What was the collaborative process between the engineering team and the design team like?

When a Bang & Olufsen product is created, it is always based on a collaborative approach. This has also been the case for the development of the Beogram 4000c. Being a designer at Bang & Olufsen is never just about aesthetics, it is about creating the best possible experiences to our dedicated customers.

The original design process for Beogram 4000 was also very much a collaborative process with the right level of constructive tension to create only the best. The design was the result of the ambition to create the perfect turntable and reproduce music in the same way as it was cut on the record. Out of this came the dual tonearm tangential tracking design, which very much came to life from our ethos that ‘form must follow function’ in collaboration between the design and engineering team.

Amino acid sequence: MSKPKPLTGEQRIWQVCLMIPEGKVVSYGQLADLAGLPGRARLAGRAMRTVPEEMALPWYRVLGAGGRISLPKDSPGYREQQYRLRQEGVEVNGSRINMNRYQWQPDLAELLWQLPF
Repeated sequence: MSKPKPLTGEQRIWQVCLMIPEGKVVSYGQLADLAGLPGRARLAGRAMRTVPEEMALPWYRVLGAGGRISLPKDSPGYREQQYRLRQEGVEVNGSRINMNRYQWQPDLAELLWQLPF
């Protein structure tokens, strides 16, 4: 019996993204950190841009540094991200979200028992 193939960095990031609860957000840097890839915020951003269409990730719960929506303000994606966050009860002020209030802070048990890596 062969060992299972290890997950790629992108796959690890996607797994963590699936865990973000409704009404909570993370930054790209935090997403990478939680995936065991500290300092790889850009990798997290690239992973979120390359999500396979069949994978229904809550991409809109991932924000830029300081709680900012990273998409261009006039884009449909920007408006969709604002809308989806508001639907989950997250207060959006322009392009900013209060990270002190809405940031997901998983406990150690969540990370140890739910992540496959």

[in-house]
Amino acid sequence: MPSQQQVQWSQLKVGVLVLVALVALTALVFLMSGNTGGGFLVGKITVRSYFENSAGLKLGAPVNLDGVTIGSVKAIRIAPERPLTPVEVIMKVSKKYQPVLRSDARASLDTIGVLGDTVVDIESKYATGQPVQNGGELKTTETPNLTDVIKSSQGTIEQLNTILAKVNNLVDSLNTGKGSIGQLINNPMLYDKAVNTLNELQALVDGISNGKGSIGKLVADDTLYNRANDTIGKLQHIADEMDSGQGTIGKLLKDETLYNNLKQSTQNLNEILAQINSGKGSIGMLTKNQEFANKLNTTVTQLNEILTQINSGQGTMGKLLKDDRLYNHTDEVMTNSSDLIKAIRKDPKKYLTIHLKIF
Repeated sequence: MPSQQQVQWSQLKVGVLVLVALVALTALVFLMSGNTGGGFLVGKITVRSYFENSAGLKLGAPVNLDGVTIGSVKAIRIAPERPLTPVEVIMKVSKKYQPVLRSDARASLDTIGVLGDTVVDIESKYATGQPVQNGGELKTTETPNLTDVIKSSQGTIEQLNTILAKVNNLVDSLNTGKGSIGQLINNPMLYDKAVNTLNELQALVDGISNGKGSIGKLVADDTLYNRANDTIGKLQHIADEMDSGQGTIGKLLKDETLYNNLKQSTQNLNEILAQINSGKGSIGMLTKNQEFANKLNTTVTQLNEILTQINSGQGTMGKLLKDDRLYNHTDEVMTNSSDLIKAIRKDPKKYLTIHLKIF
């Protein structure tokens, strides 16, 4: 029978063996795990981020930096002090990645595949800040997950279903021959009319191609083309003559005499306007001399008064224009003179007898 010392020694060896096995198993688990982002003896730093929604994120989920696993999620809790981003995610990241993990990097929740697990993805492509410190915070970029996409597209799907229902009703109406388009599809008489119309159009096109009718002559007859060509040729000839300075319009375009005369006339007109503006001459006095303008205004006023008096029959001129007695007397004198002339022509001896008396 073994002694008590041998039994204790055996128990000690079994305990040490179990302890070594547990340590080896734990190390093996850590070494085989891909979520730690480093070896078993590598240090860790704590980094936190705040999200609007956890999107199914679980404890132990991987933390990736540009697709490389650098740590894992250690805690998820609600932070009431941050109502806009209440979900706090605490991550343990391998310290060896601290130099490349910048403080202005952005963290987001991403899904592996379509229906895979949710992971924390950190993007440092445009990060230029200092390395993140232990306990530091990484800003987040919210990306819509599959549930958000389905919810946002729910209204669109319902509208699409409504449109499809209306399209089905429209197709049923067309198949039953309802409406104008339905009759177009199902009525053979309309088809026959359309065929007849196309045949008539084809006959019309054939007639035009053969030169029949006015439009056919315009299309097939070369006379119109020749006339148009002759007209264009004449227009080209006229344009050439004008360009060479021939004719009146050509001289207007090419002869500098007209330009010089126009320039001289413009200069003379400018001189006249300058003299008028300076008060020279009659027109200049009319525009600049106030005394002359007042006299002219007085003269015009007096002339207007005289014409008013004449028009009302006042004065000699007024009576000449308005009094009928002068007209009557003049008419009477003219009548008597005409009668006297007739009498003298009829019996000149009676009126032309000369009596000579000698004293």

How long did the redesign process take?

The concept for recreating the Beogram 4000 Series turntable was born out of the challenge of reimagining the turntable and how it would look and integrate into our product portfolio today. It quickly became clear that the timeless qualities and modularity demonstrated by the Beogram 4000 Series design made it very intuitive and meaningful to bring the look, feel and functional properties to a state of perfection for our contemporary portfolio of audio products.

How long did it take to build a single 4000c unit, and who was involved?

The process of recreating the turntables is far from an automated mass production set-up. It is a restoration, and recreation process, which is made individually by hand and very much an exercise of careful craftsmanship and patience. It takes hours to make a unit and bring the level of details and quality we require for a product like this.